NetWellness is a global, community service providing quality, unbiased health information from our partner university faculty. NetWellness is commercial-free and does not accept advertising.
Tuesday, September 16, 2014
Spot on lung
Dear Doctor: My friend passed away yesterday at the age of 71. She used to smoke but quit a couple of years ago. She has always been healthy. Well, 2-weeks ago she went into the hospital and was diagnosed with a "bleeding ucler." She was treated and sent home. Within a couple of days she turned "yellow" and returned to the hospital. They examined her and said she had a "spot" on her lung and that it has gone to her kidneys, thus she died within a week. My question is: "Could something like that (cancer) happen within 2-weeks or had it been growing for some time? I am truly devastated over her death. She was like a 2nd mother to me. Thank you so very much for your time.
Lung cancer does not grow that fast. While it is can be an aggressive tumor, it would not evolve over a matter of weeks. It sounds like there are a number of problems that may be inter-related. Lung cancer can spread to other parts of the body and cause many problems. But there could be other explanations. If the patient's next of kin (or other legally authorized representative) would like more detailed information, she or he has a few options: call the primary physician's office and ask if that doctor might summarize what happened; request medical records from the hospital-the history and physical (admission note) and discharge summary (or death summary) are particularly helpful documents; or ask the hospital's patient relations department to set up a meeting to summarize the events. In most cases, the cause of death has a reasonable explanation and the hospital appreciates the opportunity to review the situation with the family/friends in order to help them understand what happened. After all, when a person is very sick, a lot can happen in a short period of time, making it challenging to communicate the details to the family. Also, sometimes the situation is so complex that the family gets immersed in the details and loses sight of the big picture. In summary, do not hesitate to ask questions, even after the events have transpired.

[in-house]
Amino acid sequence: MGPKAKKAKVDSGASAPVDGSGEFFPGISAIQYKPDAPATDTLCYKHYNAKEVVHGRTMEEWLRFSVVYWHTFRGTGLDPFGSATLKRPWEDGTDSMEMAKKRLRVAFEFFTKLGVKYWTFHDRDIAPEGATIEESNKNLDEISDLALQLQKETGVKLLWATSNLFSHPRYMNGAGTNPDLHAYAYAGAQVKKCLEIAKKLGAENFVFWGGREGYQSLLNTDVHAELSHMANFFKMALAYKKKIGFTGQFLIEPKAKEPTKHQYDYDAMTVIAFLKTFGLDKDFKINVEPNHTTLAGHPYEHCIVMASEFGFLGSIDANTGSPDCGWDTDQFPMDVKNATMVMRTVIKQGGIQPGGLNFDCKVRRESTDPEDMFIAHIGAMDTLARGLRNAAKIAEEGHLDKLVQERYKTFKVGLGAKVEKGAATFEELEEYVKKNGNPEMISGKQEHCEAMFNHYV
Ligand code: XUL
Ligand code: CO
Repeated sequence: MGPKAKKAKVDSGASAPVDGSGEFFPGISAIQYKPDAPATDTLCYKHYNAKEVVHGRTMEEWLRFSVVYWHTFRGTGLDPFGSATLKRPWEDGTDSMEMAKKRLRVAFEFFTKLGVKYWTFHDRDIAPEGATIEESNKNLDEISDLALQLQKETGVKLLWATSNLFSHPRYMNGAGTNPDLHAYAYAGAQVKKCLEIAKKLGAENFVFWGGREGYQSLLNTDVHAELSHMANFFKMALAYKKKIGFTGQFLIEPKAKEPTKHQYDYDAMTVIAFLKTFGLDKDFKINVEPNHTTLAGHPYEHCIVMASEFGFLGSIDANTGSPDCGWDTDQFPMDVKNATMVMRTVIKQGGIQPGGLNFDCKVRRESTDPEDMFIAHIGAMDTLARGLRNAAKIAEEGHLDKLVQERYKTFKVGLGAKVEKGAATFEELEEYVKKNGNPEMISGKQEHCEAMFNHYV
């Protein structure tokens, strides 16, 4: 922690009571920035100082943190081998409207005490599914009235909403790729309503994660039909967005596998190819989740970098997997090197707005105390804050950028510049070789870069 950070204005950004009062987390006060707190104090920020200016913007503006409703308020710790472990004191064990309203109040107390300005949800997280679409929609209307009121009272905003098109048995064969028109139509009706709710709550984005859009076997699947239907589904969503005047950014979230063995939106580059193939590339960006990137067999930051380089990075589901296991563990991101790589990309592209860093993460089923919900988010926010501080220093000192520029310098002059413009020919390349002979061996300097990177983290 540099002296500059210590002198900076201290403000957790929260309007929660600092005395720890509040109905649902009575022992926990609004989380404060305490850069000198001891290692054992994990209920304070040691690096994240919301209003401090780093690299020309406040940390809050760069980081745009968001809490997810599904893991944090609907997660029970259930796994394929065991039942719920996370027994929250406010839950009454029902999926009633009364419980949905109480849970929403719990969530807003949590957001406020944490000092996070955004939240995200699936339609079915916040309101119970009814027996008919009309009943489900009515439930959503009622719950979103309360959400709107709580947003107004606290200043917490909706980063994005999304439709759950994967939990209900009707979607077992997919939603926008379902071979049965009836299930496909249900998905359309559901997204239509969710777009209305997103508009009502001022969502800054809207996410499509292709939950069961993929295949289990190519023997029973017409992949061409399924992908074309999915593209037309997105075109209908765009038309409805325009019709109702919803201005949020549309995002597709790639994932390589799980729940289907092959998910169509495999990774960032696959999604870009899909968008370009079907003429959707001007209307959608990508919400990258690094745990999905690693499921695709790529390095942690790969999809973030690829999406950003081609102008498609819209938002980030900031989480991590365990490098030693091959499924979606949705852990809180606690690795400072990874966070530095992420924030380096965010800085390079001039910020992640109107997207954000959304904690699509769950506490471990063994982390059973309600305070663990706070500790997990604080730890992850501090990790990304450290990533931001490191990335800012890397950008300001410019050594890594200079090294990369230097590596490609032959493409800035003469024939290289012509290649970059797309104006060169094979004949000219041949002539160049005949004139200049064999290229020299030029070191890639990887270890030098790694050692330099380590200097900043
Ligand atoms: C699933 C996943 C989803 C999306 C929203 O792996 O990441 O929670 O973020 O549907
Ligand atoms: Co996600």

Michael F Reed, MD
Assistant Professor of Surgery
College of Medicine
University of Cincinnati